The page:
Following a study conducted by a UC Berkeley researcher on improving the safety conditions of employees who work in confined spaces, a California public safety division launched a new public initiative last week which will aim to increase public awareness of the issue.
The study — which was headed by Director of the UC Berkeley Labor Occupational Health Program Michael Wilson — originally appeared in the September issue of the Journal of Occupational and Environmental Hygiene and discussed the need for more effective safety procedures for workers who face the dangers of confined spaces.
The California Department of Industrial Relations’ Division of Occupational Safety and Health subsequently launched a public initiative to increase workers’ safety, following an increase in confined space-related deaths in California in 2011. Two deaths per year occurred from 2008 to 2010, while seven deaths occurred in 2011.
According to a report released in January by the department, a confined space refers to an area that is large enough for an employee to enter, yet is significantly limited in its entry and exit points. Confined space emergencies could happen in a number of industries, including manufacturing, construction and any space that might give way to toxic gases.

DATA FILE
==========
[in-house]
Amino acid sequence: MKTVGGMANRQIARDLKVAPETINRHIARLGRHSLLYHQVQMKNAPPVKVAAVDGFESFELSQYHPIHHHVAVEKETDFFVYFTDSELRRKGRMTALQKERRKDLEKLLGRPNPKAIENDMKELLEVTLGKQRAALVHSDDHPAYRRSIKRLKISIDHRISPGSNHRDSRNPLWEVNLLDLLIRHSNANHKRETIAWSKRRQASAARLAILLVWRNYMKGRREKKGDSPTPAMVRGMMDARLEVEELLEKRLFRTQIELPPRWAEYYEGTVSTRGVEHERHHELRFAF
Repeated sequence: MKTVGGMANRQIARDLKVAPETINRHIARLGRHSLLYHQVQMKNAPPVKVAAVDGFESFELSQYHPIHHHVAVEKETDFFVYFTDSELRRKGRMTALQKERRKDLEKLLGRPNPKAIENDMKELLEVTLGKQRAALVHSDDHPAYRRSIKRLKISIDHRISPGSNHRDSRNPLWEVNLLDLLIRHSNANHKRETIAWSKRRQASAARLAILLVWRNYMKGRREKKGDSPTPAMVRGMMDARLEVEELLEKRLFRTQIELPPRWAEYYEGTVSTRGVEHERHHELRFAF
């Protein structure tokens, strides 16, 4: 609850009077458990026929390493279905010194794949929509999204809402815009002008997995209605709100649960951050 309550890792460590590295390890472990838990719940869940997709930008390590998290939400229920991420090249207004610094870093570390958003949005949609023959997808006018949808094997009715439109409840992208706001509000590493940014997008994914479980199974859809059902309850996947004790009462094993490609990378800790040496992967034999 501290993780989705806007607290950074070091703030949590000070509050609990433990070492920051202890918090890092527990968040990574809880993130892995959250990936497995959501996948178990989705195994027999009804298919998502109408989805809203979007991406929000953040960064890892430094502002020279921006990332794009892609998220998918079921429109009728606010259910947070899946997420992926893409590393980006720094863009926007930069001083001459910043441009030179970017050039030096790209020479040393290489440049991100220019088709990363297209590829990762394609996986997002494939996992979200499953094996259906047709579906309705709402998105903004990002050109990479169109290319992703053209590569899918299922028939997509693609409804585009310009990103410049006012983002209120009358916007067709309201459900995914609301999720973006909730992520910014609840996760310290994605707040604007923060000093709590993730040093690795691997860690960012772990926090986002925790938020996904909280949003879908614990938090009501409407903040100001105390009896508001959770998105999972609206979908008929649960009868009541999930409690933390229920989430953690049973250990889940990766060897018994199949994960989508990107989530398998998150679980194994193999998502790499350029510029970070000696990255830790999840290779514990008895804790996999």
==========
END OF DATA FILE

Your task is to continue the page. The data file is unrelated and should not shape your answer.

After compiling data from 21 Silicon Valley companies, Wilson and his co-authors Heather Madison and Steven Healy discovered that 57 percent of the companies surveyed did not have a confined space safety plan in place other than to call the fire department. As a result, the companies resort to calling 911 in the case of any confined space emergency.
“The employers need to take responsibility for having a way to rescue their employees in the event of a confined space emergency before the firefighters arrive,” Wilson said.
While the initial response time of firefighters is five to seven minutes, it can sometimes take one to three hours for firefighters to properly assess the situation and set forth a course of action, according to Wilson.
And in situations where toxic gases are present or where an employee is trapped, every second is precious. It is vital that companies have people on site and ready to act if an emergency presents itself, according to the study.
“For firefighters it is low frequency and high-risk rescue call,” Wilson said. “The firefighters must be careful to not become victims themselves.”
The division’s program would align with the study by spreading awareness of requirements that mandate employers to have an emergency plan other than calling 911. It is the employer’s responsibility to train employees so that they help fellow workers in unsafe confined spaces, according to Department of Industrial Relations spokesperson Erika Monterroza.
The safety division is not advocating for a change in legislation, choosing to emphasize the requirements that are already in place for workplace safety, she said.
“Confined spaces are especially dangerous because they are not encountered regularly,” Monterroza said. “There needs to be training for employers to deal with these situations.”